Monday, January 7, 2013

Book Review: Finished Being Fat

With so many people having a New Year's Resolution to lose weight, (including me) this book seemed right up my alley.  It's not a how-to book, it's a book about the author Betsy Schow's journey as she looked at herself in the mirror one morning (naked) and said she was a 216 lb. "lump."  That started her on her road to self-discovery and how she became a finisher.

(Here's her before and after photos)

You see, she'd always been great at beginnings and would start things with gusto, then peter out---including weight loss.  Finished Being Fat is about how she got to a place where she could be a finisher, with weight loss, the way she raises her kids, projects, you name it.  She talks about her self-image, her self-talk, and how both external and internal things had weighed her down.  Something that all of us have dealt with at one time or another (and you know she's got it pegged when you find yourself nodding your head while you're reading because you totally know what she's talking about).

I loved Betsy's writing style.  There were several times where I laughed out loud.  Like when she's describing gym rats and gym bunnies and how she does in her first Zumba class.  She has a very real, down-to-earth style that I easily related to and found motivating.

I also like that Betsy doesn't sugarcoat anything and writes down her successes as well as those things that didn't go very well.  I would recommend this book to anyone who is struggling to achieve their goals and needs a little kick in the pants for motivation that's delivered with a smile.  Perfect for someone who's made goals for the new year, but doesn't want to be preached to or made to feel guilty.  Just a great book for inspiration in how to start a life-changing journey.

Here's the back copy:

After many years of being fat and miserable, with a few years of being average and less miserable mixed in, I finally had a lightbulb moment. The reason I was unhappy was not just the extra 75 pounds around my middle. It was the weight of all the things unfinished that hung around my neck.

I was always having grand ideas. I’d get excited about this diet, or that workout routine. Or starting a new hobby or project. Even trying to write a book. Problem was, within a few weeks the excitement would fade and that little voice would kick in. You know the one I’m talking about. “You’re no good at this. You’ll never keep the weight off. Why are you even bothering.” That little voice had kept me from finishing… anything. And every time I quit, my wall of failures would get a little higher — making success that much harder to see.

My adventure started when I decided I was finished being fat, but it snowballed into year of changing my life and accomplishing seemingly impossible dreams. Join me while I discover that “Not everyone can win the race, but everyone can finish.”

And everything is worth finishing.

You can learn more about Betsy and her book at her website


Janice Sperry said...

This one is on my to-read list.

Jon Spell said...

I just hit the BMI chart and saw how much I need to lose to get into a reasonable range. Ugh! I could probably use this book.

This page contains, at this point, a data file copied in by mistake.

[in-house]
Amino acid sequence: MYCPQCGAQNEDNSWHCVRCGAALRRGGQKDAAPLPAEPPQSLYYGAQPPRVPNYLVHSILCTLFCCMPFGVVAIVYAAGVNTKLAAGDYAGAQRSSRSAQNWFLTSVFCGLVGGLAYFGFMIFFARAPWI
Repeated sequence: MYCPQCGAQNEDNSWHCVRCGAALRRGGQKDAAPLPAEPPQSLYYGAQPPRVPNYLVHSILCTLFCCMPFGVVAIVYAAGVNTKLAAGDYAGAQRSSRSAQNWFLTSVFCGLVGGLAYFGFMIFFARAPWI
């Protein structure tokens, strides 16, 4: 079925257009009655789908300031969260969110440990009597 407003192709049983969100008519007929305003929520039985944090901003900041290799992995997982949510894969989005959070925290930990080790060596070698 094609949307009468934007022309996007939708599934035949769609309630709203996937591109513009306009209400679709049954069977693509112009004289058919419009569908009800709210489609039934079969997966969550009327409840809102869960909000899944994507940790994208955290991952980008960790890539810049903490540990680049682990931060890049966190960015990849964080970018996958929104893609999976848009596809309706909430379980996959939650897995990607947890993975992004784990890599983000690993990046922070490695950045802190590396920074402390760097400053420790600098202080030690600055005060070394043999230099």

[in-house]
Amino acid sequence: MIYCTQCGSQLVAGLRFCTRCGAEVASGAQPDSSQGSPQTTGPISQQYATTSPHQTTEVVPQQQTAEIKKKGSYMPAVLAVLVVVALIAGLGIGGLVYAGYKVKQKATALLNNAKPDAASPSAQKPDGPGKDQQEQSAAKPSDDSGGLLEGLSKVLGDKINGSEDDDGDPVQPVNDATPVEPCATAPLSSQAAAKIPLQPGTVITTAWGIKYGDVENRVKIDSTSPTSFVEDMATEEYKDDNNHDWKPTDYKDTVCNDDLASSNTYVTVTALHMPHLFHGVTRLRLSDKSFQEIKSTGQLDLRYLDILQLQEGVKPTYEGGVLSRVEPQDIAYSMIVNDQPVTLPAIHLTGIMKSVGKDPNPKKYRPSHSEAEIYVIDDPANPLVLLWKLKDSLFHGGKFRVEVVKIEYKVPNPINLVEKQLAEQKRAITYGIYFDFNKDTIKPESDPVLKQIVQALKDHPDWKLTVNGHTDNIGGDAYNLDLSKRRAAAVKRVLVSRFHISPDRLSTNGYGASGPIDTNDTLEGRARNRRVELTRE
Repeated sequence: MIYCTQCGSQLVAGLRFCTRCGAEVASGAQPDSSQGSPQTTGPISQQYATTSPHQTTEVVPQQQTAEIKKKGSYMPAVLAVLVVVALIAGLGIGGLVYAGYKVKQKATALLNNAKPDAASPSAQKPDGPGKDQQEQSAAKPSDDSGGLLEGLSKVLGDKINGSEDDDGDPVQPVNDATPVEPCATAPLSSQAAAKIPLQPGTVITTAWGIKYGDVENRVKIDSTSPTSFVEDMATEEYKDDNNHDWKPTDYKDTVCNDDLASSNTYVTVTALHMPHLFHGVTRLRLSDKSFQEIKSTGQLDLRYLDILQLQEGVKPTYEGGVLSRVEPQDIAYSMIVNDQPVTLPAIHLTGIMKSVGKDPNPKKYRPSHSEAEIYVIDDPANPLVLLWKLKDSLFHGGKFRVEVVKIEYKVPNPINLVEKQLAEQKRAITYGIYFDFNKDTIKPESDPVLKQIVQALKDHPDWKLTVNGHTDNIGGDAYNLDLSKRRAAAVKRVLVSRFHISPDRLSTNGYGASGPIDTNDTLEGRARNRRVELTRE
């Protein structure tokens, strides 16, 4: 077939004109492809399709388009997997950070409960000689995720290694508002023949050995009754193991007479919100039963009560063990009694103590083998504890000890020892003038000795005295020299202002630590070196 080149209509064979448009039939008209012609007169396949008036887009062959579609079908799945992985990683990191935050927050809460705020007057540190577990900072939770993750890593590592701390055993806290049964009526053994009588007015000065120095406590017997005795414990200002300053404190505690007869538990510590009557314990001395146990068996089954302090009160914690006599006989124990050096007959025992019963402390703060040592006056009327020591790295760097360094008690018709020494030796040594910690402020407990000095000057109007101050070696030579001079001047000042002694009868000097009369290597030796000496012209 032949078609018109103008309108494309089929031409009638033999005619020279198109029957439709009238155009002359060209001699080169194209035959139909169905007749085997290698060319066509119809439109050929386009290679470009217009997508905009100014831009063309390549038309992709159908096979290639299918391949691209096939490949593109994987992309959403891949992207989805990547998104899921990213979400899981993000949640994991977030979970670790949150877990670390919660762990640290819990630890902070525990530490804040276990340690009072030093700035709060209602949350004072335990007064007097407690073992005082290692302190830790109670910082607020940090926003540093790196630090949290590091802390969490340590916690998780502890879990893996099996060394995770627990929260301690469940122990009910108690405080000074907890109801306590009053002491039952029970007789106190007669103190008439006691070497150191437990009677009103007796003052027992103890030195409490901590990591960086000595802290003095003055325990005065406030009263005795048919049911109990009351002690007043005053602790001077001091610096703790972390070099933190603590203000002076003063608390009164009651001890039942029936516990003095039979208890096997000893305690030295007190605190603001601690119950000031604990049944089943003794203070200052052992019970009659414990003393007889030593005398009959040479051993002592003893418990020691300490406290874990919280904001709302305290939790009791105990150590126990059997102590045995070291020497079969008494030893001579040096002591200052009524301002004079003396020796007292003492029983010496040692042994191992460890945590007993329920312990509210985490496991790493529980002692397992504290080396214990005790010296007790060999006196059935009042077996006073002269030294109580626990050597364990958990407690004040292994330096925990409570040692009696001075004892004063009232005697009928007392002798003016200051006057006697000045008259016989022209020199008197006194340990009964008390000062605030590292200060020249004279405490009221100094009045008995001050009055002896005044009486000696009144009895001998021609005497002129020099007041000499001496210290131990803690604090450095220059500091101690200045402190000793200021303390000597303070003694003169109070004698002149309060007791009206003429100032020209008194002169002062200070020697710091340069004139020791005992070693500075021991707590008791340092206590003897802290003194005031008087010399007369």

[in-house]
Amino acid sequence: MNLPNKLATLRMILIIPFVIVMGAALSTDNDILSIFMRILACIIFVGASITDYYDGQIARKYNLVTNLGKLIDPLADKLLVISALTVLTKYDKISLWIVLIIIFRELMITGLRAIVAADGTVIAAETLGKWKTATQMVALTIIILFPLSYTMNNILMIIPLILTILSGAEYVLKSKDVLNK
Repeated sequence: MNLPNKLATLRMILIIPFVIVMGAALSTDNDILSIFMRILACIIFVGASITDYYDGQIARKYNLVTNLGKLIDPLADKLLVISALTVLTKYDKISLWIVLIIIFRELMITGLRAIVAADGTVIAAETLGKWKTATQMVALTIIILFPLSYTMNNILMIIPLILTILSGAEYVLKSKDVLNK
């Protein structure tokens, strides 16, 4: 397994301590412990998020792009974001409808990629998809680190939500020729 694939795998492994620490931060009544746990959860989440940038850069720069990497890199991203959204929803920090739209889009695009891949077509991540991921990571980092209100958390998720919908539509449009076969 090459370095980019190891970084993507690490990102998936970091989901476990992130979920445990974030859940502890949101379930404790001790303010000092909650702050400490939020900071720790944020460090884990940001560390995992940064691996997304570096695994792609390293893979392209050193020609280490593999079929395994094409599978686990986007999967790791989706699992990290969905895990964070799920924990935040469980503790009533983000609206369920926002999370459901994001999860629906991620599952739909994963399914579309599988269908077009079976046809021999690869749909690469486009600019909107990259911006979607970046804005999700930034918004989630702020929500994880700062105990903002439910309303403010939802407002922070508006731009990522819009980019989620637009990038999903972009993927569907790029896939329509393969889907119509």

I'm currently trying one of those Dr. Oz recommendations - raspberry ketones. We'll see. 2.5 months of Phentermine reduced my appetite sufficiently that I eat smaller meals now. Guess I need to start doing weights. Sounds like such hard work. Maybe I'll take a little nap instead....

Betsy Schow said...

Thanks Janice! Thank you Julie for the great review. And good luck to you Jon

Julie Coulter Bellon said...

Janice, you won't be sorry. Jon, I feel your pain for sure. Betsy, you're welcome! :)

Debra Erfert said...

I started my "real" diet over one year ago after I saw the pictures my husband, Mike, and I took of our first cruise. We went to Alaska, and enjoyed ourselves, probably too much, in the dining room. It seemed everything revolved around what and when we were going to eat. There were shore excursions, and they were fun. We took pictures—well, my husband took pictures of me, of the beautiful landscape—of me blocking the beautiful landscape. When we got home there were only two pictures that I let him put up on Facebook because they hid how fat I was. Mike wasn’t much better. Both of our weights had crept up over the years.

Over the next six months we stuck to a very sane and easy diet. Cold cereal, milk, juice in the morning, a low calorie soup for lunch, a snack in mid afternoon, and a palm-sized steak or other lean meat along with a delicious salad. Skip dessert. It didn’t take long before we saw results and the weight began to slip off. In six month Mike lost 40 pounds and I lost 30. He’d neared his goal weight and looked awesome. Me? I was “not obese” any longer, just overweight, according to the doctor. I’m 5’ 9” tall and can carry more weight than most of my more petite friends. Somehow, over this next year our eating habits slackened, mostly because Mike didn’t feel that dire need, and it’s a lot harder to diet when I’m the only one doing it.

Well, I’m back on my diet again. I regained 15 pounds of that weight I had lost. I had that “lightbulb” moment this past month when I visualized me being that blob sitting behind a table signing books, and being angry with me for not “crossing that finish line” that I had envisioned over a year ago when I first started my, uh, my new way of eating. Will I ever run a marathon? Probably not. I don’t have that desire. But we have a very respectable mountain that has a popular trail fit people climb. On the tippy top there are remnants of a crashed WWII B-52 that few have seen. My sons have seen it. I want to see it. I’m on my way again.